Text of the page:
Tuesday, March 6, 2012

Mowing is a Pain in the Grass

The sun peaked out from behind a cloud. A sudden burst of excitement and initiative ignited within me. Normally a shining sun would have been something I took for granted, but since my recent move from Arizona to the Pacific Northwest, I knew I had to act quickly.

It was time to mow the lawn.

I went to the garage and yanked out the extension cord. The orange electrical snake was a tangled mess.

“I don’t remember packing it that way,” I muttered to myself.

It’s the same reaction I have when I bring out the Christmas tree lights. There is no telling what naughty things cords do when placed in boxes and left unsupervised. Is this how they mate?

However, rather than try to solve this universal mystery (second only to what happens to all the missing socks from the dryer) I decided to literally make hay while the sun shines. I pulled out the grass catcher. After several attempts, I gave up on how to get the grass catcher to work. It had been more than a decade since I mowed the lawn (due to desert landscaping and not willful neglect.) Finally I remembered that I NEVER could figure out how the darn thing worked. The answer to that mystery left with my ex¬¬ husband.

“Oh well,” I thought. “I’ll just mow and rake afterward.”

I mowed about six inches and the cord disconnected. This was the first of 86 disconnections, 157 swear words from me and 4,682 snickers from my new neighbors. The cord in the wall outlet worked fine, but the prong on the outlet in the handle of the mower was bent and came loose easily.

I suppose I could have taken the time to fix the problem, but after experiencing the fickle nature of Washington weather, I figured I better trudge ahead. Part of my concern was my environmentally-friendly electric mower does not have a lot of power. In the past I had neglected my lush Arizona lawn for a week and when I tried to mow through my backyard jungle, the engine overheated and caught fire (true story.)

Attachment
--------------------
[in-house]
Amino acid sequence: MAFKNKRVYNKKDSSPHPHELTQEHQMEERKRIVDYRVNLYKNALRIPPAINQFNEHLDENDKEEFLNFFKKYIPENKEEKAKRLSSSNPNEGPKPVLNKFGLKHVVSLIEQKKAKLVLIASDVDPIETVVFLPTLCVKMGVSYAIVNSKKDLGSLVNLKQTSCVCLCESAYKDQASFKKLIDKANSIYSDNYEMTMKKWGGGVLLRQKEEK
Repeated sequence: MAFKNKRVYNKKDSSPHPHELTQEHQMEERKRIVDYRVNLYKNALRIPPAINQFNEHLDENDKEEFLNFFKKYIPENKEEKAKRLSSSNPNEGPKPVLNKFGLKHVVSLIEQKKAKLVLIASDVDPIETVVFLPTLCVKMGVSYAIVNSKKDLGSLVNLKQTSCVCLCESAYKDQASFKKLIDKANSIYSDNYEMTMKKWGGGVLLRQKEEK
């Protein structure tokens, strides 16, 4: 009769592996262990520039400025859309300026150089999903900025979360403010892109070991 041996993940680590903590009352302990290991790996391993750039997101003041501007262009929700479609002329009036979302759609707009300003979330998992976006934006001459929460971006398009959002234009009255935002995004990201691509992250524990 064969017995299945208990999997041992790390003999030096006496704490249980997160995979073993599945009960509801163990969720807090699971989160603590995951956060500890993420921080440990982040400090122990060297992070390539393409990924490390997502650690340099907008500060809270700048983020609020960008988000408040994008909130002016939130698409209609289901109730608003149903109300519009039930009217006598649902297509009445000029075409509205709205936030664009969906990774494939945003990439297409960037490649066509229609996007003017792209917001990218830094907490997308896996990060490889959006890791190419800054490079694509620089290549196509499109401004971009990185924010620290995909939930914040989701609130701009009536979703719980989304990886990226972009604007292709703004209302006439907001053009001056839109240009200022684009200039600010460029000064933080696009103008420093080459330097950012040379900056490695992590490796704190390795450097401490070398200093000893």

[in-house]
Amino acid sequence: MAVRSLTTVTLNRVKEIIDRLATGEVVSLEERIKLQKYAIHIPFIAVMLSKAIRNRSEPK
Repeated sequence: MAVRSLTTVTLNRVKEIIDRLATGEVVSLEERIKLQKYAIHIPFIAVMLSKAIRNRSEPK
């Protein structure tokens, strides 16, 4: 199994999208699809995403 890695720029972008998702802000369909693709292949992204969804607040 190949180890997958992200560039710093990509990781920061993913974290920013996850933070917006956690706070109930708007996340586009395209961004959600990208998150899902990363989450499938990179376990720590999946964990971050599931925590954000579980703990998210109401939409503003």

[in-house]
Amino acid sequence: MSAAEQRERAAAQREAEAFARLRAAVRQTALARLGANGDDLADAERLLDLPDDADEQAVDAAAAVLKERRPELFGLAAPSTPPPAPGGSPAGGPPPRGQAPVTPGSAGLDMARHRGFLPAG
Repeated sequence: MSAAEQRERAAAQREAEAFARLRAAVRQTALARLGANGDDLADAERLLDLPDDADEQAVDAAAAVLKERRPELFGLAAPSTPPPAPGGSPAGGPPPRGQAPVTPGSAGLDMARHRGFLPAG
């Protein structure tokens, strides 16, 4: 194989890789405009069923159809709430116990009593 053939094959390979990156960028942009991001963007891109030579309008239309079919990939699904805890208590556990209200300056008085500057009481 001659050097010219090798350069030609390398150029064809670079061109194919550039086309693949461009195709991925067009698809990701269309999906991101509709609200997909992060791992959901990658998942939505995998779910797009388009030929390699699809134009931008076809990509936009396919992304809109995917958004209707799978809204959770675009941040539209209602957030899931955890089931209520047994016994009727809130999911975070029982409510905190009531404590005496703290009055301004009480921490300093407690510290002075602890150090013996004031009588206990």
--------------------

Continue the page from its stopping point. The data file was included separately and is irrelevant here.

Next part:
With no money, no mower and more grass than ever, I was forced to ask my sister, Tina, if I could borrow her machine. This seemingly innocuous contraption was later dubbed, “The Beast.” The first problem started when I tried to get “el pain-in-the-grass” into my mini van. Neither Tina, my friend, Andrea, (who came along to assist) nor I are weight lifters, so this took some doing. However, after much laughing, crying and swearing, we finagled the mower into the van. Unfortunately, I couldn’t get the door to close. So, in my aggravation (and impatient desire to get my grass cut) I had Andrea drive the van and I sat on the floor, held onto the seat with one hand and The Beast with the other.

Once we unloaded the mower at my house (thankfully only a mile away) we faced the next problem. I pulled and pulled on the starter cord, but the engine would not engage. Assuming my arm was weak from the drive, Andrea gave it a shot. She tugged until she pulled a muscle in her shoulder. My friend and roommate, Vanessa, also took her turn with the beast and wounded her arm (and pride) in the process. However, it finally started, I mowed the lawn and somehow returned The Beast back to Tina. On payday I bought another lawn mower.

Because I could get an environmental rebate from my utility company, I bought the exact same model electric mower as I had before. In retrospect, this is akin to breaking up with someone and asking if they have an identical twin you can date.

But I digress. Back to my Washington lawn.

I would mow, replug the cord, stop, toss the cord out of my way, mow, stop, make sure that the lump of brown stuff was mud and not a deposit from a former canine resident, mow, stop, replug again, swear and start the process all over.

Then I tried to mow uphill. I don’t know who is weaker, me or my electric mower. It was 40 degrees outside and I was sweating more than I did in the desert. I tried changing the direction of my mowing, getting a head of steam and trying to run up the hill, and finally just mowing downhill (the cord kept disconnecting anyway, so what the heck.)

Finally, the job was done. And a good thing too, as the sun disappeared and the rain fell on my newly mowed yard.

So what is the morale of this story you may ask? Does this anecdote depict the importance of perseverance, the value of overcoming obstacles, or something more mundane like the benefits of hiring a lawn service?

I’ll let you, dear reader, decide for yourself.

I just know that when I woke up the next day, gazed out the front window to admire the handiwork of my newly mowed lawn, I had only one insightful thought.

“Oh my gosh, that grass looks like a bad haircut!”

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